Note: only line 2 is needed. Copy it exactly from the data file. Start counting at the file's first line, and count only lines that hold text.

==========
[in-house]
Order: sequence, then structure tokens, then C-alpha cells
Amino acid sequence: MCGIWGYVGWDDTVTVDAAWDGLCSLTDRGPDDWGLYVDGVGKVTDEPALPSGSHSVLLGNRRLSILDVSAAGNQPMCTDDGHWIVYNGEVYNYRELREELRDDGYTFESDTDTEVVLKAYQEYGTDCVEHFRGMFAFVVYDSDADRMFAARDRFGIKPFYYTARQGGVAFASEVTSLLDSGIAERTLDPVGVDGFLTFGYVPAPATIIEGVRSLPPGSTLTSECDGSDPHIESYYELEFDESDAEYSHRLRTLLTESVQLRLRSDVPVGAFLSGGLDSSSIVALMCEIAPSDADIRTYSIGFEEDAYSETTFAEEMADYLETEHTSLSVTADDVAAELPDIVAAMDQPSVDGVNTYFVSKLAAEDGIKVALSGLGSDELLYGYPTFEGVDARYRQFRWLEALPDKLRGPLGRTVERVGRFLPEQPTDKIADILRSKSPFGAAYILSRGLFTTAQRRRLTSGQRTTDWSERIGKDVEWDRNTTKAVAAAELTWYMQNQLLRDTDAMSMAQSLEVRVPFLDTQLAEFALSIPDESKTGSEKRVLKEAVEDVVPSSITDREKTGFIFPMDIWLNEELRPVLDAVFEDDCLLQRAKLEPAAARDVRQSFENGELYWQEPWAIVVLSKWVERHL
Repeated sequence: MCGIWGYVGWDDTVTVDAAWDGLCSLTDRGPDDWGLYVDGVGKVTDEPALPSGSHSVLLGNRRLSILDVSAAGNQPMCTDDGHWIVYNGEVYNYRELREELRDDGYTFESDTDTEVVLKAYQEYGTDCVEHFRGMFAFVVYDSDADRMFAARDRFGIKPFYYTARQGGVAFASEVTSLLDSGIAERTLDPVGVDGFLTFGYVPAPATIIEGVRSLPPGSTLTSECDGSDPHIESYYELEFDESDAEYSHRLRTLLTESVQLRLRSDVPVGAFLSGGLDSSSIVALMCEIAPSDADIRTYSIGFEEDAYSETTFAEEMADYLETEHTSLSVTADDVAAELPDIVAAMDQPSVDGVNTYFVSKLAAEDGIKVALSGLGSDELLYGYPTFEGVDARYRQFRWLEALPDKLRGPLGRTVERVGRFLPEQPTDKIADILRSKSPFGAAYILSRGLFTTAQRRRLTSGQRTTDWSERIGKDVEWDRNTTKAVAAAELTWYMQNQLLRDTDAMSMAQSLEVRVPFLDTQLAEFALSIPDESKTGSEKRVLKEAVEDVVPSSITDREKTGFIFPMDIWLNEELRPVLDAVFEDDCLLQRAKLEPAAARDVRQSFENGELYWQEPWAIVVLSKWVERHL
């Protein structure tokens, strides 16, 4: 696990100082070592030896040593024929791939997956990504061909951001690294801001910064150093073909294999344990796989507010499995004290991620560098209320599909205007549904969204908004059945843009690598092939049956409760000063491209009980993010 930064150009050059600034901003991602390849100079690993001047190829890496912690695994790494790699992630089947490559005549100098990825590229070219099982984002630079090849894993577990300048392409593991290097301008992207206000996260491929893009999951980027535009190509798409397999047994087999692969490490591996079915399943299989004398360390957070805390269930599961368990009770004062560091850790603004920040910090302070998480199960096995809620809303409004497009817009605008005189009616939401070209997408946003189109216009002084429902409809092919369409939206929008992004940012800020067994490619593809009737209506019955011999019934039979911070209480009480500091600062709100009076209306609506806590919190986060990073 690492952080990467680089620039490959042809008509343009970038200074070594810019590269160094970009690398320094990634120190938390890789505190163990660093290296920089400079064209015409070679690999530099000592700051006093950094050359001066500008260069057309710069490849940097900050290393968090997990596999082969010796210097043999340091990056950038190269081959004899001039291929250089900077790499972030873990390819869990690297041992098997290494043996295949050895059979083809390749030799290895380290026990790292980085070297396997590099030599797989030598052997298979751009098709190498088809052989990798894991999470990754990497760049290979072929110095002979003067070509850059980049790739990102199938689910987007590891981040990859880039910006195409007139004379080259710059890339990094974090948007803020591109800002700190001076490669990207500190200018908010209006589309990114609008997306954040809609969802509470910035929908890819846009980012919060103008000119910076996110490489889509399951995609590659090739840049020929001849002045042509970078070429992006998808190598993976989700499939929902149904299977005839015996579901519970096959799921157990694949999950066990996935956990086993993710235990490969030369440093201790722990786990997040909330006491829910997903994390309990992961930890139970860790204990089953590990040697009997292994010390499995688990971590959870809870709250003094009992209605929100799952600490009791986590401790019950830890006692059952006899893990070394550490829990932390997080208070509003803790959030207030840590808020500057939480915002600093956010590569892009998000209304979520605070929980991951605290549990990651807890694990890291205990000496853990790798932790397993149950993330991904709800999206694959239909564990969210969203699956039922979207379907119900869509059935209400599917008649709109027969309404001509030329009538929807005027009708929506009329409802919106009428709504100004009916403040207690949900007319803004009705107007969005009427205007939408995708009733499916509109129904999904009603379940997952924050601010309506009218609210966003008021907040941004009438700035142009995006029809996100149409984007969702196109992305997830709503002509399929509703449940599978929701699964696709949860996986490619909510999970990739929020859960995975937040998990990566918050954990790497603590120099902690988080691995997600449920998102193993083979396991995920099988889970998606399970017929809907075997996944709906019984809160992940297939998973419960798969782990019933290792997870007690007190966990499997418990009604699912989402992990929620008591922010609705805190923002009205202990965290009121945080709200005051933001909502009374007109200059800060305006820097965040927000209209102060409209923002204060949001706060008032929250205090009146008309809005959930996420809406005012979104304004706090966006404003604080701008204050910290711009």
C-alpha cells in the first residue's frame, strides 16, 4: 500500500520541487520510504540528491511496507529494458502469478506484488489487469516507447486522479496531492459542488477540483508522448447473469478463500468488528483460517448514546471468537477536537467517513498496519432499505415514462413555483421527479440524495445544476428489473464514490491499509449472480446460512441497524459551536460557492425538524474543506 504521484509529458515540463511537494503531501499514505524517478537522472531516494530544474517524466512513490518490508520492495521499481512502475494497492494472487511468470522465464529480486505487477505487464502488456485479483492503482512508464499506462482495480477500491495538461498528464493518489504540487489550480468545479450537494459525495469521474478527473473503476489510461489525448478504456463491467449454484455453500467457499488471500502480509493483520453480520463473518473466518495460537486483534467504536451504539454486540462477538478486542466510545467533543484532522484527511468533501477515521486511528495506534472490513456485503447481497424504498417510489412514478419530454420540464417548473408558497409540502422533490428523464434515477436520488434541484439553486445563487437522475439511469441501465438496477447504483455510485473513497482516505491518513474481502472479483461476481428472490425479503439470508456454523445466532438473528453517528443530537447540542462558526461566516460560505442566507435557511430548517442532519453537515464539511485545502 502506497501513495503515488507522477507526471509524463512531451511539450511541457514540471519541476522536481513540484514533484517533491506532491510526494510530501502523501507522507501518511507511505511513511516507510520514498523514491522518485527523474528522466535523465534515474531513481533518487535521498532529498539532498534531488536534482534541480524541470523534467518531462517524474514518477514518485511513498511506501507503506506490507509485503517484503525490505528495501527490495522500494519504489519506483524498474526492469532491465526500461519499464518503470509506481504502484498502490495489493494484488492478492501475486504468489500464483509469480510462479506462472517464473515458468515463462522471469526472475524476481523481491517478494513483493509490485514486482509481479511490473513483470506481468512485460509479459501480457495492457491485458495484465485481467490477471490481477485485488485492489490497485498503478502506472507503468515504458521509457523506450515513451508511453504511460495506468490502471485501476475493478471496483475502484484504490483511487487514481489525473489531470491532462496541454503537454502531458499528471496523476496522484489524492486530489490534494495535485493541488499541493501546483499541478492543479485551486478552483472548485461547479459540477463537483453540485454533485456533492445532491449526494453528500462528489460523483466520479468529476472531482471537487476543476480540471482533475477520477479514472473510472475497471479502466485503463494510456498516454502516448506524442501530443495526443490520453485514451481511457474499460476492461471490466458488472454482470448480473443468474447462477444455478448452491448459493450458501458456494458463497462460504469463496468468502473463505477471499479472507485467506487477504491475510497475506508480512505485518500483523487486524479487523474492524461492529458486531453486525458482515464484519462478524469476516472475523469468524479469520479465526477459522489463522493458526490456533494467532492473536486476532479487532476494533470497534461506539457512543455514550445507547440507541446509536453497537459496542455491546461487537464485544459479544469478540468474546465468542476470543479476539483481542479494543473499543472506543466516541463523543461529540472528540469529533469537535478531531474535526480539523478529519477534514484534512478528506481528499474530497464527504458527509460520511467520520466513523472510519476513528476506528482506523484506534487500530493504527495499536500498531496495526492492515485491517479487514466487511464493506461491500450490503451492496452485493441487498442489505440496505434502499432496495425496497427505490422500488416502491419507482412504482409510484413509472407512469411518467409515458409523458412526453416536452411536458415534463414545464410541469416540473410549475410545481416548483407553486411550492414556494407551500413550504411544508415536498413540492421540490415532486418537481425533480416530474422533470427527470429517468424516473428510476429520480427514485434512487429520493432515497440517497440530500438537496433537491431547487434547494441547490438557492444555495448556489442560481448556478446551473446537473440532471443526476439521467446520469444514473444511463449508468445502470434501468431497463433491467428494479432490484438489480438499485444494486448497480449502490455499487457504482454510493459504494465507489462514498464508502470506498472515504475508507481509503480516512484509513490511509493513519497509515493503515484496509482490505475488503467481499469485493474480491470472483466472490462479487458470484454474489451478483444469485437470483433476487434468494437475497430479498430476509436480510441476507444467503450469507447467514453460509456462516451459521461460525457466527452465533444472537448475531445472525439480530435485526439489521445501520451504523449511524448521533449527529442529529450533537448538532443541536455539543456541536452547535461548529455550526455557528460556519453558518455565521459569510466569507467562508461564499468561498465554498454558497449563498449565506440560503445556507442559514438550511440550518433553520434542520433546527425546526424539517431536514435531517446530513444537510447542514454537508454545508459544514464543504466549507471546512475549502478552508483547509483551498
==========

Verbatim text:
Order: sequence, then structure tokens, then C-alpha cells